The years 1650 to 1750 - sandwiched between an age of 'wars of religion' and an age of 'revolutionary wars' - have often been characterized as a 'de-ideologized' period. However, the essays in this collection contend that this is a mistaken assumption. For whilst international relations during this time may lack the obvious polarization between Catholic and Protestant visible in the proceeding hundred years, or the highly charged contest between monarchies and republics of the late eighteenth century, it is forcibly argued that ideology had a fundamental part to play in this crucial transformative stage of European history. Many early modernists have paid little attention to international relations theory, often taking a 'Realist' approach that emphasizes the anarchism, materialism and power-political nature of international relations. In contrast, this volume provides alternative perspectives, viewing international relations as socially constructed and influenced by ideas, ideology and identities. Building on such theoretical developments, allows international relations after 1648 to be fundamentally reconsidered, by putting political and economic ideology firmly back into the picture. By engaging with, and building upon, recent theoretical developments, this collection treads new terrain. Not only does it integrate cultural history with high politics and foreign policy, it also engages directly with themes discussed by political scientists and international relations theorists. As such it offers a fresh, and genuinely interdisciplinary approach to this complex and fundamental period in Europe's development.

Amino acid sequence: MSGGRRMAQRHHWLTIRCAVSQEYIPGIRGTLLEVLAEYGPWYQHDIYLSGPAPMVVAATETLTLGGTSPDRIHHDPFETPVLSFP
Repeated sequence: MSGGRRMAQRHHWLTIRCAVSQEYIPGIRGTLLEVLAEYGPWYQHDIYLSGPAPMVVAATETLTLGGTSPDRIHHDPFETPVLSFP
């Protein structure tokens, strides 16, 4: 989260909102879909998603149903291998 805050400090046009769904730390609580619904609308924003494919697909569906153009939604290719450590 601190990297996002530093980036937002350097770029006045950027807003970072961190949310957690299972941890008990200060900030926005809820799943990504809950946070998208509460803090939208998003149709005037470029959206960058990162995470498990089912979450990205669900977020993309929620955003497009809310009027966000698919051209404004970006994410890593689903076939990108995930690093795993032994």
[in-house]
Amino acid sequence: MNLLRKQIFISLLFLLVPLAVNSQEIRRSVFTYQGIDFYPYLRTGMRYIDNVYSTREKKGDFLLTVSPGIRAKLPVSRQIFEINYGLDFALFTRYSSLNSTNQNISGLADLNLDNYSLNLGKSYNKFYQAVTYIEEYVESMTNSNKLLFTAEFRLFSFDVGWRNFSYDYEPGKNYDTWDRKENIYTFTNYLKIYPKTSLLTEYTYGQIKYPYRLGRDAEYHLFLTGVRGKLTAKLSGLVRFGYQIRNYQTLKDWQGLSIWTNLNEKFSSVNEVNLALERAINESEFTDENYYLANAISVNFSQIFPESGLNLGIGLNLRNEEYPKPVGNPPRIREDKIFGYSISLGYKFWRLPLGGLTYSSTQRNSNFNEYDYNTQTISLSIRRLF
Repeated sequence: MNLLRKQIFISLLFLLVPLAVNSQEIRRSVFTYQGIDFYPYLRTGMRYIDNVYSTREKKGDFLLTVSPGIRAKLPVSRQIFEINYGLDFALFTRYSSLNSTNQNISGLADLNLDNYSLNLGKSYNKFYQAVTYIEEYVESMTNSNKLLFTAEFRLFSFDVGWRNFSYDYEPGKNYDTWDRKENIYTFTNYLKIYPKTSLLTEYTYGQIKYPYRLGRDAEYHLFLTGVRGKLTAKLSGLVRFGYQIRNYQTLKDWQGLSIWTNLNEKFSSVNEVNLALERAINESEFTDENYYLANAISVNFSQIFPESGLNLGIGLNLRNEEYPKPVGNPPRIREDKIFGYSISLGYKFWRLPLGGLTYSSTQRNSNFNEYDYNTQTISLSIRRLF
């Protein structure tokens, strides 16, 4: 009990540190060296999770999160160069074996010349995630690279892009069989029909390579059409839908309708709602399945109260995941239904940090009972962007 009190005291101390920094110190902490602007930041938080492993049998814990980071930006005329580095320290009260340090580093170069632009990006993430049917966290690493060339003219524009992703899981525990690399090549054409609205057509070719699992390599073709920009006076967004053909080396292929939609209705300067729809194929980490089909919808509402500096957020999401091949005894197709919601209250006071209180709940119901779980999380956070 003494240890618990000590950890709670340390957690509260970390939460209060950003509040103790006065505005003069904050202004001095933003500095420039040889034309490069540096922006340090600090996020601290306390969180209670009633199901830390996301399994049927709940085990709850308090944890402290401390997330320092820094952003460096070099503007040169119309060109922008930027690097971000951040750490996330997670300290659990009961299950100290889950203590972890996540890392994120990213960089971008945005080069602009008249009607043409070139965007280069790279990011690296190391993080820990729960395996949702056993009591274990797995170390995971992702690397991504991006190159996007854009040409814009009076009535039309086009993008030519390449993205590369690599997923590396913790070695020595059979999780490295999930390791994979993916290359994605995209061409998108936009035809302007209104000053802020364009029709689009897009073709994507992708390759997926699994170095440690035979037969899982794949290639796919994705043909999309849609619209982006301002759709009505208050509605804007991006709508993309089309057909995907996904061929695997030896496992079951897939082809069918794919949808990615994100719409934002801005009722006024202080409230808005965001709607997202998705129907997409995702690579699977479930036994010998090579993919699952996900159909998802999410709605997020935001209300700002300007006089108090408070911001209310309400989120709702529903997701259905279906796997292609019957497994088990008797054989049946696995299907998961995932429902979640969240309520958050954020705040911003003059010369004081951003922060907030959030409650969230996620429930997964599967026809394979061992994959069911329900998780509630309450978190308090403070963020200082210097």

'This collection is a successful analysis of the close connection between ideology and foreign policy in Europe between 1650 and 1750.' Sixteenth Century Journal 'Overall, this is a collection which should find a place in university libraries: the general standard of essays is higher than in many such compilations, and several are of real importance.' English Historical Review '… one of this volume’s strengths is the coherent dialogue it engenders between contributions. It succeeds in this by inviting contributions from not only established historians, but also from early-career scholars whose densely-argued, source-driven articles suggest new avenues of research… the volume emanates from and contributes to the lively discussion on the nature and conduct of Williamite foreign policy and its legacies.' Tijdschrift voor Geschiedenis ’…[A] remarkable volume…’ The Seventeenth Century